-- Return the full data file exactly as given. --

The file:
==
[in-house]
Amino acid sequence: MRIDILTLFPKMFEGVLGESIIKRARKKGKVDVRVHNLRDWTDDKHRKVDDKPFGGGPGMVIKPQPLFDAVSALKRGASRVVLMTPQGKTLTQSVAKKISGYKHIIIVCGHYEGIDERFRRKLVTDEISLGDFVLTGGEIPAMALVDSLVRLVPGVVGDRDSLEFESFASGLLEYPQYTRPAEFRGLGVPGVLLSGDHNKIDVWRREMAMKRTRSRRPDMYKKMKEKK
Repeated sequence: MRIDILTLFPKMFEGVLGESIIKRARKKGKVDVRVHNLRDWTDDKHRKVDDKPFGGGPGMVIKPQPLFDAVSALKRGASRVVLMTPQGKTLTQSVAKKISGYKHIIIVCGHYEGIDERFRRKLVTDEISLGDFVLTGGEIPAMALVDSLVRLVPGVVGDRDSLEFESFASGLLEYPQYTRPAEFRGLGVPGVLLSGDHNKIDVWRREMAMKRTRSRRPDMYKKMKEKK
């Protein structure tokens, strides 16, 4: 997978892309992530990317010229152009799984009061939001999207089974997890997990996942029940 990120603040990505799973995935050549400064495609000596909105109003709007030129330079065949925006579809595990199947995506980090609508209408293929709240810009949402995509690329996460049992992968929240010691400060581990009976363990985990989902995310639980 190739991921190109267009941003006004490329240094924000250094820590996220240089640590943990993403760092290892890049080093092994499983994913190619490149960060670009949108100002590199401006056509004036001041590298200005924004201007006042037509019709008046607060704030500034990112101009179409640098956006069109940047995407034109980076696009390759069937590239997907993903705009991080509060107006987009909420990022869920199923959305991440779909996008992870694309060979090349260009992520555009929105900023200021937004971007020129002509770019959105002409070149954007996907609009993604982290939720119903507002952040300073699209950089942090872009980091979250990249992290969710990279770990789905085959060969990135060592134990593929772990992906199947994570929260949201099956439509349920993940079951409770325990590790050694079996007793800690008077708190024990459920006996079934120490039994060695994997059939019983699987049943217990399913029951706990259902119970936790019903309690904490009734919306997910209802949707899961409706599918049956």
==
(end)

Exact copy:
[in-house]
Amino acid sequence: MRIDILTLFPKMFEGVLGESIIKRARKKGKVDVRVHNLRDWTDDKHRKVDDKPFGGGPGMVIKPQPLFDAVSALKRGASRVVLMTPQGKTLTQSVAKKISGYKHIIIVCGHYEGIDERFRRKLVTDEISLGDFVLTGGEIPAMALVDSLVRLVPGVVGDRDSLEFESFASGLLEYPQYTRPAEFRGLGVPGVLLSGDHNKIDVWRREMAMKRTRSRRPDMYKKMKEKK
Repeated sequence: MRIDILTLFPKMFEGVLGESIIKRARKKGKVDVRVHNLRDWTDDKHRKVDDKPFGGGPGMVIKPQPLFDAVSALKRGASRVVLMTPQGKTLTQSVAKKISGYKHIIIVCGHYEGIDERFRRKLVTDEISLGDFVLTGGEIPAMALVDSLVRLVPGVVGDRDSLEFESFASGLLEYPQYTRPAEFRGLGVPGVLLSGDHNKIDVWRREMAMKRTRSRRPDMYKKMKEKK
């Protein structure tokens, strides 16, 4: 997978892309992530990317010229152009799984009061939001999207089974997890997990996942029940 990120603040990505799973995935050549400064495609000596909105109003709007030129330079065949925006579809595990199947995506980090609508209408293929709240810009949402995509690329996460049992992968929240010691400060581990009976363990985990989902995310639980 190739991921190109267009941003006004490329240094924000250094820590996220240089640590943990993403760092290892890049080093092994499983994913190619490149960060670009949108100002590199401006056509004036001041590298200005924004201007006042037509019709008046607060704030500034990112101009179409640098956006069109940047995407034109980076696009390759069937590239997907993903705009991080509060107006987009909420990022869920199923959305991440779909996008992870694309060979090349260009992520555009929105900023200021937004971007020129002509770019959105002409070149954007996907609009993604982290939720119903507002952040300073699209950089942090872009980091979250990249992290969710990279770990789905085959060969990135060592134990593929772990992906199947994570929260949201099956439509349920993940079951409770325990590790050694079996007793800690008077708190024990459920006996079934120490039994060695994997059939019983699987049943217990399913029951706990259902119970936790019903309690904490009734919306997910209802949707899961409706599918049956």